Mining is based on its own resources and employs the local population. This always has a positive effect on the development of secondary branches of the economy.
The Geological and Mining Association of Serbia (GRAS) represents the majority of foreign companies that are active in the mining sector in Serbia. We talked with Branko Zečević, Chairman of the Board and President of GRAS – Metalfer Group, about the changes in the law regulating mining, the impact of the pandemic, but also the development of the mining sector in Serbia.
The adoption of the new Mining Law is in progress. You took part in drafting this law. What issues did you want to see covered by this law and what changes should this law bring about?
GRAS has been involved in the work on the amendments to the Mining Law since the beginning of the public debate because as a professional association, we have a large professional capacity and our members have plenty of experience. We insisted that the law should not contain ambiguous provisions and should provide continuous legal security for geological and mining companies that are investing large funds in this economic branch. Thanks to our well-explained stances based on the experience of the real sector, we have contributed to harmonizing the text of the amendments to the Mining Law which has substantially improved the law and will make Serbia an even more attractive investment destination.
The pandemic has slowed but not completely stopped investments in mining worldwide
Mining and Energy Minister Zorana Mihajlović has announced significant reforms in the energy and mining sector. What do you think should be done to improve the mining sector in Serbia?
The faster development of the mining sector is hampered by the various procedures which need to be completed to obtain approvals and permits of various types. There is a lot of inconsistency between the different laws that are implemented and investors are forced to turn to different state bodies to collect documentation which slows down and complicates the whole process. A change that would significantly facilitate this process would be for investors to have the possibility to apply only in one place that is in charge of geological and mining matters. Otherwise, mining has a significant development potential that can contribute to a noticeable increase in GDP. Mining is based on its own resources and employs the local population. This always has a positive effect on the development of secondary branches of the economy in the areas where the mines are located.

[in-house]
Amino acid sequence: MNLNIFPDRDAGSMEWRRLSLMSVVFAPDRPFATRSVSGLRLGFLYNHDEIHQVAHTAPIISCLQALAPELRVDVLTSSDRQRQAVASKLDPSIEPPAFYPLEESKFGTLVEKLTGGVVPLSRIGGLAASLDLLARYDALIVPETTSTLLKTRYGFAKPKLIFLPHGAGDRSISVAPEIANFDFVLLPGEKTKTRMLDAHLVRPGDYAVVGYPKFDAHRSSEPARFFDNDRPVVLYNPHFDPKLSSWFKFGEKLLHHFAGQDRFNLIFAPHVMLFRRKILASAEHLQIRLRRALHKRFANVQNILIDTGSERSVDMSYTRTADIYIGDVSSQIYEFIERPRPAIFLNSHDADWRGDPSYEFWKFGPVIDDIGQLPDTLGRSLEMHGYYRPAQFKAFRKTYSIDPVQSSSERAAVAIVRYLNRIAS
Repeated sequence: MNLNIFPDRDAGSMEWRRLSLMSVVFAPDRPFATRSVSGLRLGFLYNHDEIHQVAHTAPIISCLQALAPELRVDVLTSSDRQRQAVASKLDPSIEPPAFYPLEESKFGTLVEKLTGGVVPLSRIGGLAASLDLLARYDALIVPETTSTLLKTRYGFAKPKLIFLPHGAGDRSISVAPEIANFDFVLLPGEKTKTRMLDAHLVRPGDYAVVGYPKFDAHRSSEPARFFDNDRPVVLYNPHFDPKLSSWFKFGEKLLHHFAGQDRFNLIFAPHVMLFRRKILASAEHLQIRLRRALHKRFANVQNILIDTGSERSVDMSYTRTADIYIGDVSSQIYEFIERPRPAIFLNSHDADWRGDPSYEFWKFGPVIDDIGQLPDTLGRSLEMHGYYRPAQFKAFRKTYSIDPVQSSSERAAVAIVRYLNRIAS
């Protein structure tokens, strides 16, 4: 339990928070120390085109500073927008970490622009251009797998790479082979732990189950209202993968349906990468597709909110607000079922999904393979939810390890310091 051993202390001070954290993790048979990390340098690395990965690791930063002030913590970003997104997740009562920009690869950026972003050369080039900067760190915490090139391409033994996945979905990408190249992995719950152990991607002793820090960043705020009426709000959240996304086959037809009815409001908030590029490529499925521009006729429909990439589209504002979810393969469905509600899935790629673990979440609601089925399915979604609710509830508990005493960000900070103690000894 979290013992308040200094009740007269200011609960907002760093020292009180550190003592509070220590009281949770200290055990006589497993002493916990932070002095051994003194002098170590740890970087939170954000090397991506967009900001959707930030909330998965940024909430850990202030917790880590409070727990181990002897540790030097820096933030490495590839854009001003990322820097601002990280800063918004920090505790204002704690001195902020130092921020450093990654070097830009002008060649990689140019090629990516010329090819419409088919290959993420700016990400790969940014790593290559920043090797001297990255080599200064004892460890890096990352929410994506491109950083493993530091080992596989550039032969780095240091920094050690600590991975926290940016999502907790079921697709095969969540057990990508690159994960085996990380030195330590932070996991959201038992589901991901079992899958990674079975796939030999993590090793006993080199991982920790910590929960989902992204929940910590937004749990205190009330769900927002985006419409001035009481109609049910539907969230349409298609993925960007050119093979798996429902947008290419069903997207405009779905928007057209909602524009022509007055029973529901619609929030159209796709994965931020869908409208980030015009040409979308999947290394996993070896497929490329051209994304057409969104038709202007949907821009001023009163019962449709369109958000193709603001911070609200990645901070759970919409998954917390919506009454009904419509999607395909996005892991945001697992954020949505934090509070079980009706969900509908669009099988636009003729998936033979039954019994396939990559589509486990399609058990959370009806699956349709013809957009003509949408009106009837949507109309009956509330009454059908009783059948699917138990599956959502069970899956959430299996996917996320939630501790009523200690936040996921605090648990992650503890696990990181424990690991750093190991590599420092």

How did the pandemic affect the operations and development of the mining sector in Serbia and other countries?
The pandemic has slowed but not completely stopped investments in mining worldwide. In the past year, there was a drop in metal prices and that had a negative impact on the entire mining sector. However, the recovery of our sector and the growth of metal and mineral prices are already taking place as a result of the increased economic activity in the whole world. Serbia follows global trends.
By definition, mining uses non-renewable resources. What else needs to be done to ensure that the exploitation of minerals is in line with the environmental protection postulates?
Mining has changed a lot compared to what the average person thinks about it. Almost all mining companies today are much more concerned with protecting the environment and the impacts that their operations can have on both the immediate and distant environment, as well as on local communities. Modern mines are planned by starting from the end of mining operations, i.e. mine closure. Each mine has its own estimated lifespan because they exploit non-renewable resources. We need to think about that moment and what remains after mining operations subside. That site must be rehabilitated and its condition reinstated so that it can be used for other purposes and be safe.
How does GRAS contribute to the development of mining in Serbia? Which activities would you single out?
GRAS is a professional association through which our members realize their interests, exchange experiences and receive advice and guidance. Almost all mining companies in Serbia, whether domestic or foreign, are members of GRAS. By acting together with third parties, we ensure that our opinion is heard and respected. We actively cooperate with all relevant state bodies, as well as international professional associations. Our strategic interest is to improve and develop mining in Serbia, which we wholeheartedly support.